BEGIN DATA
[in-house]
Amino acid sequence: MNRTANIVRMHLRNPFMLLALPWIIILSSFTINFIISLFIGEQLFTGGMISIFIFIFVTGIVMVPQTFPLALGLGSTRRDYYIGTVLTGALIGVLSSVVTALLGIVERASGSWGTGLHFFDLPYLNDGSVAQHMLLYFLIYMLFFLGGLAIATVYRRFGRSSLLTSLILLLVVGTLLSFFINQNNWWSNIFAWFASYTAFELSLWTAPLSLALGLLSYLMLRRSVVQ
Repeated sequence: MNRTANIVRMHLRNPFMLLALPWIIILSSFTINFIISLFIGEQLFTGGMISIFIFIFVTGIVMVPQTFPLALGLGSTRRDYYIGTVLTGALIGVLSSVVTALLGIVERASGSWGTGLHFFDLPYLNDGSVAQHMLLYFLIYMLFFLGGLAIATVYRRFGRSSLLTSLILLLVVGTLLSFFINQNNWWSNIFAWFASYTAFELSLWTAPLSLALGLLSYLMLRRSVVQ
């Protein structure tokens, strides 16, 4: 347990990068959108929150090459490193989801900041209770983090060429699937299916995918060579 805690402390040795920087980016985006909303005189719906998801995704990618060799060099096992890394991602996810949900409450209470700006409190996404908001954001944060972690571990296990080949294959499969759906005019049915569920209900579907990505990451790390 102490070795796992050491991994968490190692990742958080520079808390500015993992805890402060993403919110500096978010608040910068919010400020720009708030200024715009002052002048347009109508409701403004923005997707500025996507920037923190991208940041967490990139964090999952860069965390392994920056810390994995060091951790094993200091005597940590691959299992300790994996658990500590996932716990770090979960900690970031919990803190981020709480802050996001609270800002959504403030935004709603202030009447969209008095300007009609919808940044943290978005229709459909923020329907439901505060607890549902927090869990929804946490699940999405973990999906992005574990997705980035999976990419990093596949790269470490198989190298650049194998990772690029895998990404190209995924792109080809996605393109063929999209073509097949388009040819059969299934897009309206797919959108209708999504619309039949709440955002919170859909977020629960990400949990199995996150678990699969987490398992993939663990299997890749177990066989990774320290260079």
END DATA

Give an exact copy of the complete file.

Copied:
[in-house]
Amino acid sequence: MNRTANIVRMHLRNPFMLLALPWIIILSSFTINFIISLFIGEQLFTGGMISIFIFIFVTGIVMVPQTFPLALGLGSTRRDYYIGTVLTGALIGVLSSVVTALLGIVERASGSWGTGLHFFDLPYLNDGSVAQHMLLYFLIYMLFFLGGLAIATVYRRFGRSSLLTSLILLLVVGTLLSFFINQNNWWSNIFAWFASYTAFELSLWTAPLSLALGLLSYLMLRRSVVQ
Repeated sequence: MNRTANIVRMHLRNPFMLLALPWIIILSSFTINFIISLFIGEQLFTGGMISIFIFIFVTGIVMVPQTFPLALGLGSTRRDYYIGTVLTGALIGVLSSVVTALLGIVERASGSWGTGLHFFDLPYLNDGSVAQHMLLYFLIYMLFFLGGLAIATVYRRFGRSSLLTSLILLLVVGTLLSFFINQNNWWSNIFAWFASYTAFELSLWTAPLSLALGLLSYLMLRRSVVQ
């Protein structure tokens, strides 16, 4: 347990990068959108929150090459490193989801900041209770983090060429699937299916995918060579 805690402390040795920087980016985006909303005189719906998801995704990618060799060099096992890394991602996810949900409450209470700006409190996404908001954001944060972690571990296990080949294959499969759906005019049915569920209900579907990505990451790390 102490070795796992050491991994968490190692990742958080520079808390500015993992805890402060993403919110500096978010608040910068919010400020720009708030200024715009002052002048347009109508409701403004923005997707500025996507920037923190991208940041967490990139964090999952860069965390392994920056810390994995060091951790094993200091005597940590691959299992300790994996658990500590996932716990770090979960900690970031919990803190981020709480802050996001609270800002959504403030935004709603202030009447969209008095300007009609919808940044943290978005229709459909923020329907439901505060607890549902927090869990929804946490699940999405973990999906992005574990997705980035999976990419990093596949790269470490198989190298650049194998990772690029895998990404190209995924792109080809996605393109063929999209073509097949388009040819059969299934897009309206797919959108209708999504619309039949709440955002919170859909977020629960990400949990199995996150678990699969987490398992993939663990299997890749177990066989990774320290260079």